My son D. told me at one point this spring that he is, on average, 82 percent correct. Every time he knows something I don’t, or knows how to use technology that I fumble over, he claims his percentage is increasing (and mine is clearly decreasing—although neither of us has attempted to quantify what mine might be).
Still, I’m the adult and he’s the kid, and at 13, he has a lot to learn. I surpass him in emotional intelligence (and humility). I’ve been trying to expand his ability to empathize and to teach him basic sensitivity skills in order to prepare him for the fast-approaching world of true love (I’m sure his first girlfriend will appreciate it—she can thank me later).
I was recently packing to head to a conference in Dallas for a few days, and so I said to him at the end of our phone conversation, very enthusiastically, “I love you!”
And he responded—“Night.”
So I said, “I love you,” again, louder this time.
And he said, a little louder, “Night”!
If my mother were still alive, she would have said, “D., you can be so obstinate!”
So I asked him, “What is your hang-up with saying ‘I love you’? What if my plane crashes tomorrow and you will be left the rest of your life with not having said it?”
If nothing else works, I go for the guilt.
“I dunno,” he said. “It’s uh….it’s political or something.”
“Political”? I laughed. “It’s emotional, not political. Do you know why it’s important to me that we say ‘I love you’ to each other?”
“No,” he said. He sounded like he really didn’t want to know.
“Well, I grew up in a house where we didn’t say ‘I love you’ to each other. Ever. We knew we loved each other, but we never would say it. And so when my mom was sick and dying, it felt weird to say it to her. And even now with Bapop in the nursing home, every time I leave him, I want to say it. But it feels awkward because it’s just not part of our family’s usual conversation. And I don’t want it to ever be that way with us.”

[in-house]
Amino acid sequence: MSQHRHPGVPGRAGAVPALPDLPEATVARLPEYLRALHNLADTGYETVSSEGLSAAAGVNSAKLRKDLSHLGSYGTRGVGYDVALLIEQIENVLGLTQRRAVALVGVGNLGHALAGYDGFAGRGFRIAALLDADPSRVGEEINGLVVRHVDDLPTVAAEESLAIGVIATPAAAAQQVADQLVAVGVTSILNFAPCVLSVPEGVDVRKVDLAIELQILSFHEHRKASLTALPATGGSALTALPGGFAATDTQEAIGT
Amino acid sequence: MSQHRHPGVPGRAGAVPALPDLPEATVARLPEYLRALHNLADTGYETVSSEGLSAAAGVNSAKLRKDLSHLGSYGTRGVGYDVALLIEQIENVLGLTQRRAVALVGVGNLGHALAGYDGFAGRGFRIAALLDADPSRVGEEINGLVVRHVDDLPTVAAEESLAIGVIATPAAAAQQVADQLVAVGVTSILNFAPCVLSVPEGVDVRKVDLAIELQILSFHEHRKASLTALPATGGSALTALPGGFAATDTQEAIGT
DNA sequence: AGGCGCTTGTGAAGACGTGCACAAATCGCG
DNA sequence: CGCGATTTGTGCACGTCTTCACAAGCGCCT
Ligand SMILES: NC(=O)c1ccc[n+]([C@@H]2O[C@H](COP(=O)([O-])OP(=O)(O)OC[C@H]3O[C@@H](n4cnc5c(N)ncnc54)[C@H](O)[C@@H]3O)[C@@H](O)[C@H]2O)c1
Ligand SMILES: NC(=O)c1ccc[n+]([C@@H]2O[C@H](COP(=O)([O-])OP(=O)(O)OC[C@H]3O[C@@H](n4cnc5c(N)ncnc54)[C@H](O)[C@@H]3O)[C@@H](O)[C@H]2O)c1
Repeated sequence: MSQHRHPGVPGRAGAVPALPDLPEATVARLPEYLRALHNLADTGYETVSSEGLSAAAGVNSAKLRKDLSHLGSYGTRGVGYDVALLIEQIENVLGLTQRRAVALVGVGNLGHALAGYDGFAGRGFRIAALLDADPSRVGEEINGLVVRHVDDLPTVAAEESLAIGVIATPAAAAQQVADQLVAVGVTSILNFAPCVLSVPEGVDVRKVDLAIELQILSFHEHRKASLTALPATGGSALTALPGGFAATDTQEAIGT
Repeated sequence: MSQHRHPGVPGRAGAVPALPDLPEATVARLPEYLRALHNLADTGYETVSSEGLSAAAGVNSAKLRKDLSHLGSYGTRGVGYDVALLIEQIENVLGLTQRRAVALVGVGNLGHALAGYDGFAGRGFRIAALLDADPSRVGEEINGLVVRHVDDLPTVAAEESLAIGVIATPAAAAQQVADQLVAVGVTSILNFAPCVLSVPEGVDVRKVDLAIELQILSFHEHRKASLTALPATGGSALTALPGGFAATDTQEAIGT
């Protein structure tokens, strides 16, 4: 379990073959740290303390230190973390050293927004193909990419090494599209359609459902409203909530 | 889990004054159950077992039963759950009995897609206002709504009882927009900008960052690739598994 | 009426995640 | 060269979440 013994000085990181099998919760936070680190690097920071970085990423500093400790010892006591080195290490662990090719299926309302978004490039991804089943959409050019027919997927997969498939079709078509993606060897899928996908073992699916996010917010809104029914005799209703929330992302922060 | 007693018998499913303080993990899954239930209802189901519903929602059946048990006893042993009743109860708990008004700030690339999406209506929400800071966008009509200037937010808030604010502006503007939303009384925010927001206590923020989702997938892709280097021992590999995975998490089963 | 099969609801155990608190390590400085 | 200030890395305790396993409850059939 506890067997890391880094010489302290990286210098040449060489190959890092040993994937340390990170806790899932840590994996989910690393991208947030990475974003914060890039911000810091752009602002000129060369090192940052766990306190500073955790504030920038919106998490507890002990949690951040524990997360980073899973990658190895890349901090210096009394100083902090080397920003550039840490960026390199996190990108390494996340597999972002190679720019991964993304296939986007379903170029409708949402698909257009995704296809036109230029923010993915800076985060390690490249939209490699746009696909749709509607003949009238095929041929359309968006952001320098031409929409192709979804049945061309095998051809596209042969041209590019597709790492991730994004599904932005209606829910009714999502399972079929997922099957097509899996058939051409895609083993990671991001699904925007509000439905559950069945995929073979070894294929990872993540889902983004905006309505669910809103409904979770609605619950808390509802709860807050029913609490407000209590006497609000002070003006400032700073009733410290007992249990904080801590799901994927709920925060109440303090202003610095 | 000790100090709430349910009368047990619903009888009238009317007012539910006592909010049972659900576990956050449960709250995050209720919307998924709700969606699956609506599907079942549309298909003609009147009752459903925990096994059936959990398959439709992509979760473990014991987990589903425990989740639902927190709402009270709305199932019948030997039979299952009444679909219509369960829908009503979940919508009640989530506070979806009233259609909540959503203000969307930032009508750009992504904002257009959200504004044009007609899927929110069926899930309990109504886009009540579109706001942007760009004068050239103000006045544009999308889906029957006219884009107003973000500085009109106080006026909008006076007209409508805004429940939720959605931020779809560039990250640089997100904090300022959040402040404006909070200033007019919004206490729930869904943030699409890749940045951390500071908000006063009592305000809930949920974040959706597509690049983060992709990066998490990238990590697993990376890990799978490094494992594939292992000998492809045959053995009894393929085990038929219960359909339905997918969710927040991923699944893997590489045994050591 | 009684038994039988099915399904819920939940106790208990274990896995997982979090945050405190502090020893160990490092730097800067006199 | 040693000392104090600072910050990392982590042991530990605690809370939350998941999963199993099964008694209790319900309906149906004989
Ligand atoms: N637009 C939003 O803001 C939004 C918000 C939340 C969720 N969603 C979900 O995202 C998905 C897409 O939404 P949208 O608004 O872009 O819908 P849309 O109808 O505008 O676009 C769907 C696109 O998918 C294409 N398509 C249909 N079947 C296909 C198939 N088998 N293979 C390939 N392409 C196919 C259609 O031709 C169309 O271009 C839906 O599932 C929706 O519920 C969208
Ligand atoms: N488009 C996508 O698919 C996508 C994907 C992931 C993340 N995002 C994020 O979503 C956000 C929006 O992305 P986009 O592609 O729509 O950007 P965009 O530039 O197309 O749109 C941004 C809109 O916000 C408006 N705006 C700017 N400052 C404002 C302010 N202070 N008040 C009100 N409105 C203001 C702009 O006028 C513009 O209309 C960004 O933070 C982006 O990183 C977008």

“Oh,” he said.
There was a long pause.
“How about if I say XOXO”? he asked.
I laughed. “Well, that could work…if we agree that’s what it means. Although XOXO really means hugs and kisses.”
“How about XO? Maybe I will just say XO.”
“That works for me, I said. “As long as we both know what it means, I don’t really care,” I said.
“Okay. Actually, I will say ‘OX.’ How about that?”
I smiled. “I love you, D.,” I said.
“OX,” he said back.
A few days later, while I was still in Dallas, I told D. over the phone that we were going to a hoedown at Eddie Deene’s ranch. We were dressed in our best cowboy gear, ready for a Texas BBQ and to do some line dancing and to practice calf-roping on a fake calf. I told D. there was also going to be a mechanical bull.
“You should ride it,” he said.
“Oh, I don’t think so.”
“You should!” D. was always encouraging me to step out. He knew his mother—that I was more likely to stand back and admire everyone else doing it.
“We’ll see,” I said.
I didn’t end up riding the mechanical bull at Eddie Deene’s. But they had a real texas longhorn named Gus that you could sit on for an authentic Texas picture. So I climbed up a stepstool with the help of a cowboy and cowgirl, sat on Gus’s back, and held tight as he heaved forward. I knew D. would be impressed; my friends and I decided it sounded a lot scarier getting on a real bull instead of a mechanical one.
A few minutes later, I texted D. a pic, simply labeled “Me and Gus.”
D. immediately texted me back: “Good for you.”
I laughed. I wasn’t sure if D. could see that Gus was real, and not mechanical. It was kind of hard to tell by the picture—with Gus’s big horns and wide body, he actually looked fake. I had to clarify, just to make sure.
“Gus was real,” I wrote, “Not mechanical.”
“Yea,” he texted back. I could tell he was proud.
I went to get a lemonade. I was thirsty after all that riding. When I came back to the table, I had received another text.
“Funny…” D. had written. “You were sittin on an OX.”
* * * * *
I’m sure D. has a few stupid moves ahead of him in the coming adolescent years. There will be times where he’ll forget to study for his biology mid-term. He’ll probably miss a few curfews, and get a few speeding tickets. He might even break up with his first love by texting “I don’t OX you anymore,” on his cell phone. But all in all, I will have done what I can.
In the meantime, I think he’s moved up a percentage point this summer. Maybe we both have.